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Fate of School-Telecommunications Guarantees Uncertain

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Washington

Supporters of guaranteeing schools affordable access to the digital networks of the "information highway" failed to attach such a requirement to the massive telecommunications bill approved by the House last month.

But in an unusual move, the chairman of the House Commerce Committee promised during floor debate that he would work to retain affordable-access provisions contained in the Senate's telecommunications bill when the two measures are reconciled in a conference committee.

The House passed its deregulation bill, HR 1555, last month, setting the stage sometime this month for a conference with the Senate, which passed its own measure earlier in the year. (See Education Week, June 21, 1995.)

Both bills aim to revamp the nation's telecommunications laws, which have remained nearly static since Congress passed the Communications ACT of 1934, to foster greater competition. But while the Senate bill would guarantee low rates to schools, the House bill only calls for creating a commission of federal and state officials charged with recommending ways to ensure that schools have access to telecommunications.

Some educators argue that making sure teachers and students are not priced out of the "information economy" should be an urgent national priority. But educational access is a relatively minor issue in a debate where billions of dollars in potential revenue for the nation's cable-television, cable, cellular, software, and media conglomerates is at stake.

"This is a huge bill, and it's very easy for this issue to get lost in the shuffle," a Democratic aide said.

Moreover, many Republican lawmakers believe that their aim of deregulating the telecommunications industry would be compromised if any group were granted what amounts to a subsidy under the new legislation.

Last-Minute Effort

The effort to amend the House telecommunications bill, which was supported by several education groups, was led by a bipartisan quartet: Rep. Constance A. Morella, R-Md.; Rep. Bob Ney, R-Ohio; Rep. Zoe Lofgren, D-Calif.; and Rep. Bill Orton, D-Utah.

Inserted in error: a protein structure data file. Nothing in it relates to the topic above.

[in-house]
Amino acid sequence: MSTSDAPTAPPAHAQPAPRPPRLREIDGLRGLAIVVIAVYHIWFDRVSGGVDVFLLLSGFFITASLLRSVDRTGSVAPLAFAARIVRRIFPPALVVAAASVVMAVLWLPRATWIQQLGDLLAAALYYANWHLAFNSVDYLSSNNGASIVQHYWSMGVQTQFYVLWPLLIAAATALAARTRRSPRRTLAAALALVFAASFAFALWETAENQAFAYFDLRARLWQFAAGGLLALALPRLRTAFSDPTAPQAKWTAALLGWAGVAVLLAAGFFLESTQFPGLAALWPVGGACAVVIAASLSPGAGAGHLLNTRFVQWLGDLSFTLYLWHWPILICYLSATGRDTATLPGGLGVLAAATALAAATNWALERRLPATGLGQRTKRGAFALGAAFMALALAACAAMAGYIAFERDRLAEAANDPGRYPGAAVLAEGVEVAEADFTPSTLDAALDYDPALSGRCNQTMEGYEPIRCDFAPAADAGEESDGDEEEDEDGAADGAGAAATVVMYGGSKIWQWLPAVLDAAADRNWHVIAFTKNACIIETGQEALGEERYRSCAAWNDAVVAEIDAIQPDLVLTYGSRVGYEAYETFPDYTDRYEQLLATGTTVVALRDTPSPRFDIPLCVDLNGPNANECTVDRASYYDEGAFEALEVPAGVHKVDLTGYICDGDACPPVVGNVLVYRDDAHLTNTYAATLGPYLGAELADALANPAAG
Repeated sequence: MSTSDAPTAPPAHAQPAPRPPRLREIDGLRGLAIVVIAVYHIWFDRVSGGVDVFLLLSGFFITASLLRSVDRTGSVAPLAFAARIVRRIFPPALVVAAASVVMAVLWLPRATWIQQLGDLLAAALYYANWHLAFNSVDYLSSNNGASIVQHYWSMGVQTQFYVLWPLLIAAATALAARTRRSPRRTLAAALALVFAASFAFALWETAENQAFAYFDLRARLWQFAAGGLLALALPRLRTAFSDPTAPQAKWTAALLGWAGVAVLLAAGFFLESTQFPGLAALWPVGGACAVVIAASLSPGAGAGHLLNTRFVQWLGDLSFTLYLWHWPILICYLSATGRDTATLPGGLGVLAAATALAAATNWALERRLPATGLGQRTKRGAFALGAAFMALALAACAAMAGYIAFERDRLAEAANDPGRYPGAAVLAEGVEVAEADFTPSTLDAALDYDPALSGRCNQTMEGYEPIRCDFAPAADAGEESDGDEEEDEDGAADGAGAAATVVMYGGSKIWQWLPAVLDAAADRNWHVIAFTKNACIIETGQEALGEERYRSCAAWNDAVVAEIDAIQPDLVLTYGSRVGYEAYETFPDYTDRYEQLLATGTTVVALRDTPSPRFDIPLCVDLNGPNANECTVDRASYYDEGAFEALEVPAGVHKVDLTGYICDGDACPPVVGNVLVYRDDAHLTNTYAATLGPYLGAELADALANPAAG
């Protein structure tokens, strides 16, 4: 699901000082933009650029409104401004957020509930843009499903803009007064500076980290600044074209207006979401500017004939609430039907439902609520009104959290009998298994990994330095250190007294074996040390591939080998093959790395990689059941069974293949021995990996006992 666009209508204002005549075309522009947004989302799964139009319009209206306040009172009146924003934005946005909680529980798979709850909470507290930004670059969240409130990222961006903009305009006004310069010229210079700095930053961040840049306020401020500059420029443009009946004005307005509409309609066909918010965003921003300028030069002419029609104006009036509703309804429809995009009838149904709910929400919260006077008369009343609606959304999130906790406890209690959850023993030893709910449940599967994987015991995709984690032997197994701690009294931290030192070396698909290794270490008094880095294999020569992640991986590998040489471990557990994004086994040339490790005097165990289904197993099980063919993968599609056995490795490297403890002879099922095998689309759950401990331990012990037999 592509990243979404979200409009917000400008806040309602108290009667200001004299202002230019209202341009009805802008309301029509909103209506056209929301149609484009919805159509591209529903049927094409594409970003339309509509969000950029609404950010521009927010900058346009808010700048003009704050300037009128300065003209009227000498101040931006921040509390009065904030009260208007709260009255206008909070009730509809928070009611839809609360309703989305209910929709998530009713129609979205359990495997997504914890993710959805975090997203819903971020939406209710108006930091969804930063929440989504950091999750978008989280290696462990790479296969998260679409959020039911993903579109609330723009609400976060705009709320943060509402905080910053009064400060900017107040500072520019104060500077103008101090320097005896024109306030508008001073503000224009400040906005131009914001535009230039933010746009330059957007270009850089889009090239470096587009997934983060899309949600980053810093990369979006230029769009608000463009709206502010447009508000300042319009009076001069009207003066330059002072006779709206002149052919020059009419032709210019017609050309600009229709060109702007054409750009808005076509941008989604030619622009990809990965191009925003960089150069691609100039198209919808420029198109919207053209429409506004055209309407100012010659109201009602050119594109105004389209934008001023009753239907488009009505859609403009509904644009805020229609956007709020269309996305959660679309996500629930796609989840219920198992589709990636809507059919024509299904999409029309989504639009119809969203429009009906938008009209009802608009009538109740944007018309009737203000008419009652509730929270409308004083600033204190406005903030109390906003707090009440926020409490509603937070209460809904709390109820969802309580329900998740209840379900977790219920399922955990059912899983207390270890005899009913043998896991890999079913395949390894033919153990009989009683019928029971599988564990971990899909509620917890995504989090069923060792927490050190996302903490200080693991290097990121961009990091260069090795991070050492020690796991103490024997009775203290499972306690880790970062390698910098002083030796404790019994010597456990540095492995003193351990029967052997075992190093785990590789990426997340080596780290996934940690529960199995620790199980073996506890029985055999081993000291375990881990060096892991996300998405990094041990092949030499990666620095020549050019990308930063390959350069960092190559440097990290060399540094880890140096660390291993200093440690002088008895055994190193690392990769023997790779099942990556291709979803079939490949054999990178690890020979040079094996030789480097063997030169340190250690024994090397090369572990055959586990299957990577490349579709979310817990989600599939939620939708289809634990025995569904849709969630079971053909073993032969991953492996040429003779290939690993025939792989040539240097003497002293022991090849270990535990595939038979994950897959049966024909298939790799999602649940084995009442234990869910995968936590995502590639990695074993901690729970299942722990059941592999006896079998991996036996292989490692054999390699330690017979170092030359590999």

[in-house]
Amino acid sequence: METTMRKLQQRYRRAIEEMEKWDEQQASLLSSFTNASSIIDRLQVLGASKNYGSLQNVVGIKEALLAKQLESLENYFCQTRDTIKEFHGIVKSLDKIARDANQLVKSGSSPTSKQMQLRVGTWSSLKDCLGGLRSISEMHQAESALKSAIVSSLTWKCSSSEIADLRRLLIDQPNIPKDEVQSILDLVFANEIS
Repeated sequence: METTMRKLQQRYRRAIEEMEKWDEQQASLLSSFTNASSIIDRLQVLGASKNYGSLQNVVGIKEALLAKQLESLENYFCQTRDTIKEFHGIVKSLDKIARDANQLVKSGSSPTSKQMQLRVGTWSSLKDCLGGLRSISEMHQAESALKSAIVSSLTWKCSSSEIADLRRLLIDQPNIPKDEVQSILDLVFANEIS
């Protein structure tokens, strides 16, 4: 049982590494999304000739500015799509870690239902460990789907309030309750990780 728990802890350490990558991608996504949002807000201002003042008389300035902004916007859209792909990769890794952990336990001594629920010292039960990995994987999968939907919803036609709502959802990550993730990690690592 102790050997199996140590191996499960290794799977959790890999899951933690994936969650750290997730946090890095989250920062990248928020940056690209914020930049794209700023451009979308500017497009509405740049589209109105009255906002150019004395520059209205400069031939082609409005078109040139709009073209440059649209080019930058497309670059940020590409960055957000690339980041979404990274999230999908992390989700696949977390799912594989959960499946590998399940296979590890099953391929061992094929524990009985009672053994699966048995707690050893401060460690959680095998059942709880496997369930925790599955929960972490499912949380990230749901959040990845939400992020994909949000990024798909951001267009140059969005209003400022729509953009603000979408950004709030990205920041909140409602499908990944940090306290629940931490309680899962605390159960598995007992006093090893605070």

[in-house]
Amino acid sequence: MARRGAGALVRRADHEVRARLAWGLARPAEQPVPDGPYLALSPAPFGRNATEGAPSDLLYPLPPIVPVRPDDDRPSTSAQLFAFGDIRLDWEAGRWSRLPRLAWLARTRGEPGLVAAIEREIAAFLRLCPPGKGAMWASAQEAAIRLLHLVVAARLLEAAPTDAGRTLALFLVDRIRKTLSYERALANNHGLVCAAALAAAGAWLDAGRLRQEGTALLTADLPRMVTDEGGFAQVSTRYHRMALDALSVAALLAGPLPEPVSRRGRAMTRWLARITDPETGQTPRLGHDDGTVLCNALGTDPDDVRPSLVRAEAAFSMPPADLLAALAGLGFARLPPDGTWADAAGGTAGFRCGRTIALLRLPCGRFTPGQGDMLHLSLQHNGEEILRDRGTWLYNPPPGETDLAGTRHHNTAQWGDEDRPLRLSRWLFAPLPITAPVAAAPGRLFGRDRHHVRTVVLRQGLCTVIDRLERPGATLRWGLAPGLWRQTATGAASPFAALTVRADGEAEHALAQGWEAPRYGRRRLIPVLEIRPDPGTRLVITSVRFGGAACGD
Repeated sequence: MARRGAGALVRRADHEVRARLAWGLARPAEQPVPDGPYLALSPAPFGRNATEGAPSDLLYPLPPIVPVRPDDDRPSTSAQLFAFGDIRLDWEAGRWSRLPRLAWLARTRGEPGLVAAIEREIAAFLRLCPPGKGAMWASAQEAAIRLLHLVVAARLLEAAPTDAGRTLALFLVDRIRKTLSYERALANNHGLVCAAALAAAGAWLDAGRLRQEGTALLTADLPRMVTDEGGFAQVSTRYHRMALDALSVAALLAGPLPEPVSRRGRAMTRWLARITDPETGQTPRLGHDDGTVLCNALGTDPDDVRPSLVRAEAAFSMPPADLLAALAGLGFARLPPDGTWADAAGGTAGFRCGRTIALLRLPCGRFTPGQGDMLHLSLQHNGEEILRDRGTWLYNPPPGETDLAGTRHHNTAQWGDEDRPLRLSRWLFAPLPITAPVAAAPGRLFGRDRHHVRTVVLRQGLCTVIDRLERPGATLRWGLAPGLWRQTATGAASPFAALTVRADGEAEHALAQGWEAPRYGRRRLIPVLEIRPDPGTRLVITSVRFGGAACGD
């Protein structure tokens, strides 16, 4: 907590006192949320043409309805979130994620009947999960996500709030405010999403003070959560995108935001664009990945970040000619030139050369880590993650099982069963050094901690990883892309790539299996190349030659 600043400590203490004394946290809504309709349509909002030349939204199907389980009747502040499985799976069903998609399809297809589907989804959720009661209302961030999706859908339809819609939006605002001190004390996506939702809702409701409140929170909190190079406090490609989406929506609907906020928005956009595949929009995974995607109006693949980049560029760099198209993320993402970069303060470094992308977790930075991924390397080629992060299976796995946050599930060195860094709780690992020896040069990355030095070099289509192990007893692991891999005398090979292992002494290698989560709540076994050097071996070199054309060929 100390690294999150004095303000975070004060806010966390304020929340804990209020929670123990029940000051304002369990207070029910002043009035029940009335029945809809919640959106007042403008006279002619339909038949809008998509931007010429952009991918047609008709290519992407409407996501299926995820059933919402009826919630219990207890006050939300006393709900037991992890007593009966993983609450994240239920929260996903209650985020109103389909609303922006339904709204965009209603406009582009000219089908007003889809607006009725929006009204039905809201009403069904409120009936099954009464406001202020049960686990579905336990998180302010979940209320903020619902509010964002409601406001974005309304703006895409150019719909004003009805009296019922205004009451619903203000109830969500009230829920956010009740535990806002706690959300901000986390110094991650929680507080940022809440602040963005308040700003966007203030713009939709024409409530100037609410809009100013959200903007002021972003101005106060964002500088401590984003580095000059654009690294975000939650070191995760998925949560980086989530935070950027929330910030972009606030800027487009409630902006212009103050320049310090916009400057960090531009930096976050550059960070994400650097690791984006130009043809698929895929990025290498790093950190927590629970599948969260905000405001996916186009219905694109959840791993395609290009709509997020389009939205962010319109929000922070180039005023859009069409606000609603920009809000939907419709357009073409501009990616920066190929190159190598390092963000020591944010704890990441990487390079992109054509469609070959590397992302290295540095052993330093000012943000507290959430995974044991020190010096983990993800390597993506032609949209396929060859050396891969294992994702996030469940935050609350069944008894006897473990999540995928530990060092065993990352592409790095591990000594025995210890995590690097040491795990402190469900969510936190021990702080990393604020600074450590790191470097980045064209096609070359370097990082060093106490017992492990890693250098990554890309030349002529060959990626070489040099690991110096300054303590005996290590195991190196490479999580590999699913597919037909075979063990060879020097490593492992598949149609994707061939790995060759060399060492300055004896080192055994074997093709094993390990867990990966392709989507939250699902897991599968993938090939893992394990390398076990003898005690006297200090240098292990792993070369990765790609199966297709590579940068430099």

But the House Rules Committee, voting along party lines just before the bill was passed on Aug. 2, refused to allow them to introduce an amendment with wording similar to that in the Senate bill. Their proposal would have required telecommunications companies to guarantee schools, libraries, and hospitals and clinics "affordable" access to telecommunications.

Ms. Lofgren then took her case to Speaker of the House Newt Gingrich, R-Ga., who has publicly advocated the use of technology in schools. Shortly afterward, according to lobbyists and House aides, Mr. Gingrich spoke with Thomas J. Bliley Jr., R-Va., the chairman of the Commerce Committee, who later pledged to support the Senate language.

Mr. Bliley publicly assured Ms. Morella that he would help ensure that "the intent of [the amendment] she would have offered had she been able to is carried out in the final legislation."

It is unclear, however, whether the school-access language will survive. Conferees have not been named, and proponents fear that Mr. Bliley's support will not be enough if deregulation-minded Republicans dominate the conference.

Shrinking Resources

"One of the keys will be who are the conferees," said Sally Shake, the director of government relations for Education Legislative Services Inc., a San Diego-based firm that lobbies on behalf of several California school districts.

She argued that an affordability guarantee is especially vital because some lawmakers are pro~posing to drastically cut federal funding for school technology. Lower rates for telecommunications would allow schools to redirect their own money to help fill that gap, she said.

Others speculated that deregulation of the telecommunications industry could also reduce schools' technology resources in a more indirect way.

For many years, these observers noted, as the nation's telephone and cable-television companies jousted with one another to obtain favorable regulatory treatment, they often donated equipment and services to schools and mounted expensive pilot projects in telecommunications as demonstrations of good corporate citizenship. (See Education Week, Oct. 24, 1990.)

"You simply can't cite the things that have been done so far as an indication of what may happen under deregulation," argued an aide to Rep. Orton.

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